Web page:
After a year of serving Auburn students, SGA president Mary Margaret Turton will pass the baton on March 1, 2020, to Ada Ruth Huntley, who was recently elected to the position.
During this election cycle’s week of campaigning, Turton, senior in business analytics and public relations, said she couldn’t have loved Auburn more. She saw students from all aspects of Auburn life come together on the concourse to support their candidates for the position she’s filled for the past year.
She said she thinks that’s what empowers SGA to be successful: having a student body that voices their opinions so SGA can advocate for them.
“If we didn’t have the support of the student body, you would have students in leadership positions who wouldn’t be able to actually make a difference,” Turton said. “In order to be a successful SGA, we have to get that feedback. We have to consistently be engaging with the campus community.”
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In the final days of her campaign, Turton said her administration has an opportunity to finish strong. She planned to see the Sexual Assault Nurse Examiner program that launched this January at the Auburn University Medical Clinic fully funded through Tiger Giving Day on Feb. 19.
She said her administration planned to continue promoting and stabilizing the Lyft ridesharing program, which also launched this January.
According to Turton, over 630 riders utilized the service in the first month.
“One thing that’s been important to our team has been closing as many books as we can,” Turton said. “That way, the next team is able to open up their own chapters.”
She said she’s excited for Huntley’s administration to take the reins and is also proud of the people she spent the last year working with.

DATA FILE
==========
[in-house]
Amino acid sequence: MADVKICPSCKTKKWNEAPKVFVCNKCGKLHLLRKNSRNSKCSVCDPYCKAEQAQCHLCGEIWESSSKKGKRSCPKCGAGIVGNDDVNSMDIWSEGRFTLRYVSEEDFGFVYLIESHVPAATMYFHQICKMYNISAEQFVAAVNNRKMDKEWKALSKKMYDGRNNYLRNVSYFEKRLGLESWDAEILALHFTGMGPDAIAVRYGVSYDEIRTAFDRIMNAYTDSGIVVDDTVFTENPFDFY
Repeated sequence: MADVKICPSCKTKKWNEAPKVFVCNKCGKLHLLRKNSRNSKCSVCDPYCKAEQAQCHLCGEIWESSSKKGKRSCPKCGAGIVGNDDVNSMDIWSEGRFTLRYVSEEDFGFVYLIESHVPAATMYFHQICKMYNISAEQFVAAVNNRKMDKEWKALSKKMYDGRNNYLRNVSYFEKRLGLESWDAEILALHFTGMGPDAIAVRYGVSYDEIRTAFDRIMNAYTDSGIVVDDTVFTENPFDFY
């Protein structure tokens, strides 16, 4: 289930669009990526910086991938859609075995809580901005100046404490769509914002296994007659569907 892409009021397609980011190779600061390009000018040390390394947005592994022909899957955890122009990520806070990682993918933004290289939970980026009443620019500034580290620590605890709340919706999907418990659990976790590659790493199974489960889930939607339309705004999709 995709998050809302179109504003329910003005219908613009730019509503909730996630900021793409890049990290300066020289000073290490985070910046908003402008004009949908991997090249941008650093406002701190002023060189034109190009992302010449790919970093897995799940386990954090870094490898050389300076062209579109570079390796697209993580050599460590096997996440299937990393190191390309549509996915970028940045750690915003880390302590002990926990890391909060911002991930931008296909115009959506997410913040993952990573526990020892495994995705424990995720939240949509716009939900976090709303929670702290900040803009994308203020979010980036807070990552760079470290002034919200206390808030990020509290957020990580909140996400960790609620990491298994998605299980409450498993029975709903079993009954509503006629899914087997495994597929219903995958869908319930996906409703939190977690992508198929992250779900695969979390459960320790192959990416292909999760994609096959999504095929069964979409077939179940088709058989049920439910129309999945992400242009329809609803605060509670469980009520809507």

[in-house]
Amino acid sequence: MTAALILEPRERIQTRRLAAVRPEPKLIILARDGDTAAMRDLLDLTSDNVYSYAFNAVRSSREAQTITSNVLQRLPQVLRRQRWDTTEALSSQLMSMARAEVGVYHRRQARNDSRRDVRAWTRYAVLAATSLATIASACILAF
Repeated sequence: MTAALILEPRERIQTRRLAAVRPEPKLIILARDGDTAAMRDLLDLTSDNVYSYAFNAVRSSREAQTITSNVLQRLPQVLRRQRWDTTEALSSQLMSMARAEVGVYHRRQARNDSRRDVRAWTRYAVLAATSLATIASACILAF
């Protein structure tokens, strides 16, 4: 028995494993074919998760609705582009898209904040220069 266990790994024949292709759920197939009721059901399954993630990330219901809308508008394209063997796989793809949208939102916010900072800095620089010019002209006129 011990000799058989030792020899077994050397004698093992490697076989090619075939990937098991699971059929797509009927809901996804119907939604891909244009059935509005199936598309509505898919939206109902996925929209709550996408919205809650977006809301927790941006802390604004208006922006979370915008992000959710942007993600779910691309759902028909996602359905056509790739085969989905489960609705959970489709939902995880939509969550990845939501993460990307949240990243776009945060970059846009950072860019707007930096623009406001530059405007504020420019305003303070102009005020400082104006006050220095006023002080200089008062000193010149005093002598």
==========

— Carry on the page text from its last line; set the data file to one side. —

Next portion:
“Before campaigns began over a year ago now, I was motivated to serve in this role to my fullest capacity and, if elected, to have the potential to truly embrace the differences that are the Auburn student body … so that way I could then advocate to make life better — even in a small way,” Turton said. “That’s certainly how I defined the role a year ago, and it’s still how I define the role.”
However, she said she’s learned to prioritize goals and work with her team in order to accomplish a tangible difference.
“An idea is just an idea until we get everyone on board,” she said. “Seeing the value of having an idea, but then prioritizing based on the feedback and based on what the student body actually wants, has been one of the most important lessons I’ve learned.”
Even though it took until January for two of her priorities — the Lyft ridesharing program and the SANE nurse certification — to be implemented, it wasn’t hard for her to stay encouraged.
“I knew where things stood,” Turton said. “I knew that if we continue — and I knew that we weren’t going to give up at any point — if we continue on this timeline … we will see the fruits of that labor.”
She said she understands it can be frustrating for students who want these programs but aren’t able to see the steps it takes to manifest them.